Across the Atlantic, Formula One world champion Lewis Hamilton and other drivers will race in Sunday’s Monaco Grand Prix with tributes to those who were killed or injured.

The F1 organisers are also planning a minute’s silence before the showcase race with the 10 teams putting the #Manchester hashtag on their cars.

“I think everyone is so in shock. I’ve got family in Manchester – the first thing I did was to make sure everyone was okay,” Harvey told Reuters.

North American sports team have honoured the victims of the suicide bombing with moments of silence and playing “God Save the Queen”.

Prior to an NBA playoff game between the Cleveland Cavaliers and Boston Celtics fans paid their respects as the Union Jack appeared on the big screen, while the Ottawa Senators and Pittsburgh Penguins observed a moment of silence before their playoff clash.

“For me, personally, even though I’m British, … it’s a tragedy wherever this happens,” said Mann.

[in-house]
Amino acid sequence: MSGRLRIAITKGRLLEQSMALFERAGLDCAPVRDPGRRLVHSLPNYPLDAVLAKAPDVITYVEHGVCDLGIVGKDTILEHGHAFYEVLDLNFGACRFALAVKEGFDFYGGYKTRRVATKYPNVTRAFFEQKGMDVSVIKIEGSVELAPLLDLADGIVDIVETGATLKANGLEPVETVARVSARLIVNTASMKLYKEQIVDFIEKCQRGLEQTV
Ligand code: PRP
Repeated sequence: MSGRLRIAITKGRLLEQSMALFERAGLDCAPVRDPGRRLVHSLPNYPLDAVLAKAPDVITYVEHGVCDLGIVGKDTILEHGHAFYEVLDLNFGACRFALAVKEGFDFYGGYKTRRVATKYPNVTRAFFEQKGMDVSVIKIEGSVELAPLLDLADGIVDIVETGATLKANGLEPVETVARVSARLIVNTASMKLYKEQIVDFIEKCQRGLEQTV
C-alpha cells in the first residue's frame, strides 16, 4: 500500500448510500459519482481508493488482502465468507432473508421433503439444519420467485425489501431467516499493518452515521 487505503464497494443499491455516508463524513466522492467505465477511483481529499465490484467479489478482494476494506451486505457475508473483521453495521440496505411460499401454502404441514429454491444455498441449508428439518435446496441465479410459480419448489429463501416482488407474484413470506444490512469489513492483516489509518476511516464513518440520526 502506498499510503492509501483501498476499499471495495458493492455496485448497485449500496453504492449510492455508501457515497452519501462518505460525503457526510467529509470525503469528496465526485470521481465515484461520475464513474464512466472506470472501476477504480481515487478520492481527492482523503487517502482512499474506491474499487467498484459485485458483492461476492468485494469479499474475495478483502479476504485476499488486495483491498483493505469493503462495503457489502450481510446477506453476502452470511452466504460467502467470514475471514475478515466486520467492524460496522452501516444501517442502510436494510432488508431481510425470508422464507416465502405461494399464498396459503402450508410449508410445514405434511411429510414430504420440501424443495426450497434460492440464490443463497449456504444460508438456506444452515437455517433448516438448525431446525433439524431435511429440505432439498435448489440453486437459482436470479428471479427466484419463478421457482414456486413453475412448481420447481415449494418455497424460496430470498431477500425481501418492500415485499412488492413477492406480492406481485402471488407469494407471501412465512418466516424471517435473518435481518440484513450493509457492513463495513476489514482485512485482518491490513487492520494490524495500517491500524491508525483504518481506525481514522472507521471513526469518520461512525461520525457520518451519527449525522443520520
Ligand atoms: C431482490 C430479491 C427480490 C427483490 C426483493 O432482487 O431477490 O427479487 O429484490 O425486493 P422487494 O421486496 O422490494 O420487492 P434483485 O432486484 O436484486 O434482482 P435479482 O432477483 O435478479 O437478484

The bombing has triggered heightened security around American arenas and ballparks for this Memorial Day holiday weekend.

North America’s major sports leagues have strict safety procedures but have urged fans attending games to be vigilant following Monday’s bombing at an Ariana Grande pop concert in the Manchester Arena.

The Indianapolis Motor Speedway will be on high alert with as many as 300,000 fans pouring into the sprawling 2.5 mile oval.

Security will be particularly tight on Sunday with United States Vice-President Mike Pence confirming on Sunday that he will attend the race.

(Editing by Ken Ferris)



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New children’s manga on Mr Lee Kuan Yew launched